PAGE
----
“Did you see the sample?” Joan asked, writing the price of the pattern on a carbon copy receipt book. She showed me a beautiful, geranium red hat with delicate cables that she had knitted from the pattern to show the finished product. It was made of thin, fine yarn; cashmere and alpaca, and had the most beautiful pom pom I’d ever seen.
With her encouragement, I slipped the hat over my ears. Joan applauded gleefully, then turned me by the shoulders to face the woman on the sofa who looked up long enough to nod enthusiastically. “Yes,” she said, and went back to her rhythmic knitting.
Joan added the hat to my little pile on the counter. “We’ll knit another sample,” she winked. “That one’s for you.”
Before she slid the bag with my purchases across the counter, Joan mentioned she’d never seen me before. She asked with genuine curiosity where I was from, and what brought me to Brainerd.
I couldn’t stop myself from telling her everything. Beginning with the story of the sweater, I made my way to my dad, visibly emotional. Joan silently indicated the sitting area where her knitting friend was now rhythmically chewing gum. On my way over to the couch, I bumped into the low table, causing coffee to slosh over the rim of a cup. I looked around nervously, apologetic, as Joan ripped a piece of paper towel from a roll that magically appeared, throwing it over the spill.
The knitter patted the seat next to her on the couch. “Sit,” she said with the kindest imaginable authority, barely looking up from her work.
As words poured out of me, the paper towel absorbed the coffee, a milky brown stain spreading across the whiteness. Joan picked up her knitting project from the table, and the two sat listening closely, knitting needles clicking away. The sound was soothing, almost meditative; a percussive appeal that seemed to be summoning help from a higher place.
Joan acknowledged that, sometimes, despite our best intentions, there are complications that restrict our ability to allow loved ones to age in place.
“You’re doing your best,” Joan said, setting down her needles, placing a warm hand on mine. “We all go through some version of this if we’re lucky enough to have parents who live into old age.”
The friend nodded in agreement. “Trust me,” she cracked her gum, glancing up at me over bright turquoise glasses frames. “I made it through, and so will you.”
She was knitting so fast I imagined the yarn being sucked up into the needles like a spaghetti noodle into a cartoon character’s mouth. After a pause, she added, “I just hope if my mind goes kaput, I’ll be so far gone I won’t know the difference.” Creases like cat whiskers sprouted at the corners of her eyes. My guess is that if her mind did go, her ability to knit would remain.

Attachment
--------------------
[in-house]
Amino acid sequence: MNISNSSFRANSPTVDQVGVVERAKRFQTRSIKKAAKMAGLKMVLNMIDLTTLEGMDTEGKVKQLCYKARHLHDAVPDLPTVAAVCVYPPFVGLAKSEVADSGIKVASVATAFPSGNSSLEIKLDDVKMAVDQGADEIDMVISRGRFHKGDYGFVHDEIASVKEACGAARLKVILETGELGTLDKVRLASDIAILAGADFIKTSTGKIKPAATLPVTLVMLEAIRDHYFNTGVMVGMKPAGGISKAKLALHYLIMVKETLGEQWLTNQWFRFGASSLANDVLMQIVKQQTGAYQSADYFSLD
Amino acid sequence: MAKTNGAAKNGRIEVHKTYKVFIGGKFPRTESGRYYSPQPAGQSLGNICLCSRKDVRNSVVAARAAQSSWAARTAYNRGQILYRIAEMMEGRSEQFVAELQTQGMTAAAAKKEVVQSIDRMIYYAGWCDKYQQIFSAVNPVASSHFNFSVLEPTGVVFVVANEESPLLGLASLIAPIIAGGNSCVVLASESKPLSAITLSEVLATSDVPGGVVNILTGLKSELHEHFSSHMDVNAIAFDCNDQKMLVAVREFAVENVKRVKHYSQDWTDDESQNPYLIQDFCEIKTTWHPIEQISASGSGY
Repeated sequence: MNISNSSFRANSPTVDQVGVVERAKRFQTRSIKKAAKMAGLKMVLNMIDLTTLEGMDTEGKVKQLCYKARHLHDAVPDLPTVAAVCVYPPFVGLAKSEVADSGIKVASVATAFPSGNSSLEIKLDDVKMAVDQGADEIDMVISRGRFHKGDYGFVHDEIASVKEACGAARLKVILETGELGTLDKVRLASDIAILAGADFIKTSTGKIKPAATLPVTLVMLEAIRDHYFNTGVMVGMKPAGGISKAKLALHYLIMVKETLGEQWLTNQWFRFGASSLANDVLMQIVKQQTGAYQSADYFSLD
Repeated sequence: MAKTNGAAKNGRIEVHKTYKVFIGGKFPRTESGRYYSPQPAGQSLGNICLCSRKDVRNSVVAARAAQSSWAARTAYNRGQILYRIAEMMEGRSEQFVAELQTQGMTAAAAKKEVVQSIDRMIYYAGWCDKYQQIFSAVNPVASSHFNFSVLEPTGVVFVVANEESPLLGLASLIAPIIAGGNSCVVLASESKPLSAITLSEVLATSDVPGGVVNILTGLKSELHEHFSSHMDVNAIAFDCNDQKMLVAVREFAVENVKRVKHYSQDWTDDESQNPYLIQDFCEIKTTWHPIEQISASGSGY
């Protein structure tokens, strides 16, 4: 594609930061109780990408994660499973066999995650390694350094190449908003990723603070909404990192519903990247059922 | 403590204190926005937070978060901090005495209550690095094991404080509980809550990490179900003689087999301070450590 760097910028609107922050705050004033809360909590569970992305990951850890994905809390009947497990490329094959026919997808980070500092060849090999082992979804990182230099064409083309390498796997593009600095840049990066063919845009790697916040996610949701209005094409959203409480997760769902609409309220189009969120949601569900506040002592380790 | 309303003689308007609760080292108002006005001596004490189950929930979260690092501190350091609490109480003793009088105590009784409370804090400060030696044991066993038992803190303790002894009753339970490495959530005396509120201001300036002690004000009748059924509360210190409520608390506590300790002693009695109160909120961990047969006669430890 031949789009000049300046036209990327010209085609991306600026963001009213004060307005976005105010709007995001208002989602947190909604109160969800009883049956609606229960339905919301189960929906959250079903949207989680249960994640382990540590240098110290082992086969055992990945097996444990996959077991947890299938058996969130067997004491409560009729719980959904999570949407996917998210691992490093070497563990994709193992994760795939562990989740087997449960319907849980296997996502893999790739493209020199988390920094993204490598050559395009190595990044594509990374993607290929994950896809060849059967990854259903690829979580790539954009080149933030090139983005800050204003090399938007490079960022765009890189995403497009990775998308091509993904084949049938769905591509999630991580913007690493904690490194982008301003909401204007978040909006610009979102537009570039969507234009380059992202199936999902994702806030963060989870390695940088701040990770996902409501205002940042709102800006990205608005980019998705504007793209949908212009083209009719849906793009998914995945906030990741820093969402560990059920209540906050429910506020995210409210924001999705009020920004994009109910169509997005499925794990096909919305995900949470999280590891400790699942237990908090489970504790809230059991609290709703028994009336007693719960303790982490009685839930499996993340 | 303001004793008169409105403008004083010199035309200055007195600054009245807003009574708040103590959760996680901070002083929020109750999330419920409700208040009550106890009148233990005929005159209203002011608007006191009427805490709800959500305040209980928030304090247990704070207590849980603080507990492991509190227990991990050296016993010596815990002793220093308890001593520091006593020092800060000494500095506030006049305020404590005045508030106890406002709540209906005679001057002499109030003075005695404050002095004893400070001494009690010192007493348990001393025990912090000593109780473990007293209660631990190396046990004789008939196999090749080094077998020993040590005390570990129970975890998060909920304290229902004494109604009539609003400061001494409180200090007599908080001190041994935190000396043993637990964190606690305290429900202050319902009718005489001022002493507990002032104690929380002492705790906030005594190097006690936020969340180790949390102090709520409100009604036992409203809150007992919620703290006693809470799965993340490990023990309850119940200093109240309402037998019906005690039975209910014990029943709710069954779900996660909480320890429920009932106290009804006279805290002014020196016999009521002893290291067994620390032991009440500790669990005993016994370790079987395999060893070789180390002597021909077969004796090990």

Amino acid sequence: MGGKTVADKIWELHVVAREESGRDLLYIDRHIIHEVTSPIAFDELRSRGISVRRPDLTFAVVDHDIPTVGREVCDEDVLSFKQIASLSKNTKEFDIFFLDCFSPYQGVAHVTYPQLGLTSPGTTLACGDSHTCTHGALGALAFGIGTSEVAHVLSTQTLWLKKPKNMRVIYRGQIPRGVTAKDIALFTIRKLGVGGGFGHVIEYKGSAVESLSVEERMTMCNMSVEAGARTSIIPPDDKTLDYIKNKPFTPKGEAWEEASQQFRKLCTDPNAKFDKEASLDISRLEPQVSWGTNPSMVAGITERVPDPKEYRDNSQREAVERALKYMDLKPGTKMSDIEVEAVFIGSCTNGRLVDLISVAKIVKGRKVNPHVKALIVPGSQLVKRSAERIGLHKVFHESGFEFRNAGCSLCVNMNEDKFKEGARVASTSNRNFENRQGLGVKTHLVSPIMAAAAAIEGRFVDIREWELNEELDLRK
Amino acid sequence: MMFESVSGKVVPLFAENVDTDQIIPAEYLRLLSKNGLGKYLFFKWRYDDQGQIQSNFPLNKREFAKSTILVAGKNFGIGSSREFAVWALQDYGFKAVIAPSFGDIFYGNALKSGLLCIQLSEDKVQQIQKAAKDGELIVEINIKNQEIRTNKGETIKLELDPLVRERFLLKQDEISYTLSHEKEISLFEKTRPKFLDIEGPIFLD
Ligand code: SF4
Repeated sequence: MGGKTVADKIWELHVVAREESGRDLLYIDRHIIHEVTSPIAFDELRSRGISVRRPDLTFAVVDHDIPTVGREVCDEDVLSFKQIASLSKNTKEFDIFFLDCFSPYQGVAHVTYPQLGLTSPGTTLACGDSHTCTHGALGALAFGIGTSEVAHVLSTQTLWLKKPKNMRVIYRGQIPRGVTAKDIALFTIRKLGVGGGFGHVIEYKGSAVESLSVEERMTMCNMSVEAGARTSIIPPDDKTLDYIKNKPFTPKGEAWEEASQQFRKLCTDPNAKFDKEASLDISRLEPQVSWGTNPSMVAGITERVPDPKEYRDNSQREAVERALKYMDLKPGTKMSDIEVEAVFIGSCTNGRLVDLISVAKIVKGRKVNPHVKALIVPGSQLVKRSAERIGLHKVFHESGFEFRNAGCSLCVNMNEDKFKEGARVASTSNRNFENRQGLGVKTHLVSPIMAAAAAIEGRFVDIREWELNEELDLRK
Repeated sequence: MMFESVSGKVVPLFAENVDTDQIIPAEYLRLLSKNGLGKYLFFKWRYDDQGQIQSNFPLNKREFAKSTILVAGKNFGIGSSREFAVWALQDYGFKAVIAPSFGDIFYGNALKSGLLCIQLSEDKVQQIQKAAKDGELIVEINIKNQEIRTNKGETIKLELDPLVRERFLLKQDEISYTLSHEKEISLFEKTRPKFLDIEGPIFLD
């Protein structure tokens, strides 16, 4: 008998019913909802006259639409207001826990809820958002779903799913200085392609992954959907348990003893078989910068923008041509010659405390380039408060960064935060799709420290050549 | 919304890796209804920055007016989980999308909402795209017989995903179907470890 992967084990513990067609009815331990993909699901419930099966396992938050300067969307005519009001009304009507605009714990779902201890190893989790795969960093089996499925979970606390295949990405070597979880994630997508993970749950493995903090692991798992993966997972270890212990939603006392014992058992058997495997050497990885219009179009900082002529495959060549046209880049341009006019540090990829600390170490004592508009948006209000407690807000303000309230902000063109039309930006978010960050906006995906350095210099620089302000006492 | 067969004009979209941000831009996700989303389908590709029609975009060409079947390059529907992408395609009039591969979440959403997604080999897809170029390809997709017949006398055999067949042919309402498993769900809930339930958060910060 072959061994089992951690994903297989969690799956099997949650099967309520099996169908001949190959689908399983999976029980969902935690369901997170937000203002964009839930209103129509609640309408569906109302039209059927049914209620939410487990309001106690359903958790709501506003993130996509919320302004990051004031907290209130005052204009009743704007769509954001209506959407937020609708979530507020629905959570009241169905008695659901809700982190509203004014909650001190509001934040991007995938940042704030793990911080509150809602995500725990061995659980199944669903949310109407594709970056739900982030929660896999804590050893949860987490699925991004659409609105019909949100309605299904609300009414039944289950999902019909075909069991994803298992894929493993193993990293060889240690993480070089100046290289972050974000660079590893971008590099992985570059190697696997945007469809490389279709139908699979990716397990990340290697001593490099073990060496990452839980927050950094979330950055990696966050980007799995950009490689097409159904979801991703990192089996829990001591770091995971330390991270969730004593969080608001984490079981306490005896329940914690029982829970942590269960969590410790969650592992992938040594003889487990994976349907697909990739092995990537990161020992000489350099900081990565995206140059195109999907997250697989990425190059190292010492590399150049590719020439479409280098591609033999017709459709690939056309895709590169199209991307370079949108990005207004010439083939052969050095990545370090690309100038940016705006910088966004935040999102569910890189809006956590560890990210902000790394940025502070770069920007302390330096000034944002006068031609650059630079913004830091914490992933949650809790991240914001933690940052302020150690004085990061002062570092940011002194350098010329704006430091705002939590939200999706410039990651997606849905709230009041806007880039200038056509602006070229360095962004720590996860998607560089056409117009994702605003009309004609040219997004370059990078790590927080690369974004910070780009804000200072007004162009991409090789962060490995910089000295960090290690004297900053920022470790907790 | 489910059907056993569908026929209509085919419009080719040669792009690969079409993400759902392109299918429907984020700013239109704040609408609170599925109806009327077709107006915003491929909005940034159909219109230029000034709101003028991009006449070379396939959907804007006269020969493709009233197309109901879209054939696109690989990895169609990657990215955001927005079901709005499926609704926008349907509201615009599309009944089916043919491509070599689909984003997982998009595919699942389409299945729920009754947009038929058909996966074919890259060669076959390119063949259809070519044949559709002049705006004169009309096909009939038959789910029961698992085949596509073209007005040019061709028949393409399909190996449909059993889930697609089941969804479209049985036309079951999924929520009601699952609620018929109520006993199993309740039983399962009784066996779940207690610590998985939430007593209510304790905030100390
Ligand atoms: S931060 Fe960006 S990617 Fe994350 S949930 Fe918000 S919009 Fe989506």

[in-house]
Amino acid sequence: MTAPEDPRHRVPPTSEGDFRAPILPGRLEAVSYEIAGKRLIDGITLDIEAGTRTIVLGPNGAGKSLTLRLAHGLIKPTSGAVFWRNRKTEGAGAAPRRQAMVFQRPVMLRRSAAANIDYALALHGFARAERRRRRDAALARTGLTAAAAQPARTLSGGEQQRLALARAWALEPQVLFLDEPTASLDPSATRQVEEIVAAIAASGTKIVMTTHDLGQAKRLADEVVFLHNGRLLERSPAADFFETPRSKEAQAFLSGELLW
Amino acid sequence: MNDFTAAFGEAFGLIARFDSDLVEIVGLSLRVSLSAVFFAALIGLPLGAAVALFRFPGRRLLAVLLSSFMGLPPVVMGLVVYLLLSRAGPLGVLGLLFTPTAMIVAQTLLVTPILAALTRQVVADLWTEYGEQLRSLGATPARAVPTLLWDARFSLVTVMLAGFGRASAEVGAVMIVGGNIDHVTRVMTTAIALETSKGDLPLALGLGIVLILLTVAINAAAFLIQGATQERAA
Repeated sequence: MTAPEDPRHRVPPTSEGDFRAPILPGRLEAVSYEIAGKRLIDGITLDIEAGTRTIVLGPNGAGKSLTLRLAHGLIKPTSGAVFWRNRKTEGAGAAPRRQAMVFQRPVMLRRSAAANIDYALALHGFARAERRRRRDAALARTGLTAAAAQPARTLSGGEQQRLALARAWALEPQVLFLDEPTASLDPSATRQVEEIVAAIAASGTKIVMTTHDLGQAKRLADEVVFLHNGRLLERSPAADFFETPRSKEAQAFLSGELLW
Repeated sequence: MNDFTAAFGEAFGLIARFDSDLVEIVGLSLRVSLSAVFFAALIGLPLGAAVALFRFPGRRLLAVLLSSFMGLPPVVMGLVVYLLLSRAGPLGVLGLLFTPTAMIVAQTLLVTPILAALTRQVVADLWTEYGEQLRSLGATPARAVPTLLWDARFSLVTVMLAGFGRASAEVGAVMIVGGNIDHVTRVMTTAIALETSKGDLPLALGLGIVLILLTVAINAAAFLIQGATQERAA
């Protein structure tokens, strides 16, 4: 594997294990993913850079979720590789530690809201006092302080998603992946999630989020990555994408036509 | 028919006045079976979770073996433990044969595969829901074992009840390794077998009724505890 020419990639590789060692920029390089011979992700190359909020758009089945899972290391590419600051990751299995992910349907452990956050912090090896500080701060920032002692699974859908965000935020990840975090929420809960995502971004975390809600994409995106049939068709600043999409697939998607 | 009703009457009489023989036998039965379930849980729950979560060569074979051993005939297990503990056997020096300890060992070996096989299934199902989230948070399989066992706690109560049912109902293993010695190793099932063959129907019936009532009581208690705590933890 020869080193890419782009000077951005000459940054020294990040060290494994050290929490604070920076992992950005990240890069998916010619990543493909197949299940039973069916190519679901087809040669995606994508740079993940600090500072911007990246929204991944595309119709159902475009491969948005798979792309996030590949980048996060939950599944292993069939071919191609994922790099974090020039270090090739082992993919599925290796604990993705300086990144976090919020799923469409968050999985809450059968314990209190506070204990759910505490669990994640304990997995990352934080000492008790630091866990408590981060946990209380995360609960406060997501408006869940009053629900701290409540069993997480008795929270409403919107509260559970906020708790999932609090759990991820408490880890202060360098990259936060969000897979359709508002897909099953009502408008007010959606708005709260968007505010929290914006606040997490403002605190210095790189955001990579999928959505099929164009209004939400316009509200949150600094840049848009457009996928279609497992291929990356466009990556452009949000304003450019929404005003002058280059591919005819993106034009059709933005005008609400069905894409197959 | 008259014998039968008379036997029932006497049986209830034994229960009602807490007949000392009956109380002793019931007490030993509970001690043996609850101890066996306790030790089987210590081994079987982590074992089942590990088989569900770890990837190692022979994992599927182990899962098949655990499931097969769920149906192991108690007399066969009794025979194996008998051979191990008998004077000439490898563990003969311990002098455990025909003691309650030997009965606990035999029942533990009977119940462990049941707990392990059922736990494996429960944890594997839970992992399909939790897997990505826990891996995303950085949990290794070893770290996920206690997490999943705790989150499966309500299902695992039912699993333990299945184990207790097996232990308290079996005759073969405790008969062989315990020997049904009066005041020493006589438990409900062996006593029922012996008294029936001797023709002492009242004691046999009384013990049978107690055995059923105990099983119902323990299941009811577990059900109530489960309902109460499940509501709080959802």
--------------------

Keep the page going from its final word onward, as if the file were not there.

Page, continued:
Joan nudged a candy dish across the cluttered tabletop. I reached for a gold-wrapped peanut butter cup, slowly unwrapped it as if to preserve the foil, or perhaps the moment, and sank deeper into the couch. For a while I just sat, watching them knit. I shuddered to think how I almost ordered the yarn online. This kind of support is not available in those little chat popup windows on websites.
Over the course of an hour, I sat in the embrace of Joan and her friend, knitting away. Other people bobbed in and out of the store, including a teacher I’d had some 40 years ago who still remembered me, and I remembered her.
When I reluctantly rose to leave, noting the time on the wall clock, Joan encouraged me to come back anytime I wanted to talk. “Think of is of this as your sanctuary,” she said, and I promised I’d return.
As best laid plans go, I never did make it back.
A week later, I was back home in Montana, though I had not completely committed to the arrival. My bags sat in a corner of my bedroom for a week, as if I would have to leave again on short notice.
When I finally did unpack, I unearthed the red hat with its soft, delicate cables. I dug deeper for the familiar gray sweater, running my hands over the front to detect where I’d made the repairs. Finally, in the right light, I saw it; the silver thread running through the charcoal yarn. I pulled the sweater on over my head, and then the hat. I could hear Joan’s words. “Think of this as your sanctuary.”
It wasn’t the same as sinking into that couch, the click clack of knitting needles assuring me everything would be okay, but the sweater with its glints of silver, and the hat pulled down over my ears felt like a close second.
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